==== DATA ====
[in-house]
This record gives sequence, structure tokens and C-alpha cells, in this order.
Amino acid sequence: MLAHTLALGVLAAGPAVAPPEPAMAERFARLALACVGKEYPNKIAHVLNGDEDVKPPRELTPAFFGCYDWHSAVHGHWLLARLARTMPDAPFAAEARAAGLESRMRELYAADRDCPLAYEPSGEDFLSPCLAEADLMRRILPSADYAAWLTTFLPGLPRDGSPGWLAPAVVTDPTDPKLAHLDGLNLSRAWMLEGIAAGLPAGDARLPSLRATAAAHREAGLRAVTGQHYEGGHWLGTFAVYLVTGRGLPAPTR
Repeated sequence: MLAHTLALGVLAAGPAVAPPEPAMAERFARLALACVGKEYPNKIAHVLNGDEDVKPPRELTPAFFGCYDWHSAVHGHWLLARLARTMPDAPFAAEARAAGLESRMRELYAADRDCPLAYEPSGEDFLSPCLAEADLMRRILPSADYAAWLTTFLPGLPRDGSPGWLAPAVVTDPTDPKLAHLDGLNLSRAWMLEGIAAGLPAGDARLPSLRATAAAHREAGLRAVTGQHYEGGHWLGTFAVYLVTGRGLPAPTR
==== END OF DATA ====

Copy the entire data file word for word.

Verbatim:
[in-house]
This record gives sequence, structure tokens and C-alpha cells, in this order.
Amino acid sequence: MLAHTLALGVLAAGPAVAPPEPAMAERFARLALACVGKEYPNKIAHVLNGDEDVKPPRELTPAFFGCYDWHSAVHGHWLLARLARTMPDAPFAAEARAAGLESRMRELYAADRDCPLAYEPSGEDFLSPCLAEADLMRRILPSADYAAWLTTFLPGLPRDGSPGWLAPAVVTDPTDPKLAHLDGLNLSRAWMLEGIAAGLPAGDARLPSLRATAAAHREAGLRAVTGQHYEGGHWLGTFAVYLVTGRGLPAPTR
Repeated sequence: MLAHTLALGVLAAGPAVAPPEPAMAERFARLALACVGKEYPNKIAHVLNGDEDVKPPRELTPAFFGCYDWHSAVHGHWLLARLARTMPDAPFAAEARAAGLESRMRELYAADRDCPLAYEPSGEDFLSPCLAEADLMRRILPSADYAAWLTTFLPGLPRDGSPGWLAPAVVTDPTDPKLAHLDGLNLSRAWMLEGIAAGLPAGDARLPSLRATAAAHREAGLRAVTGQHYEGGHWLGTFAVYLVTGRGLPAPTR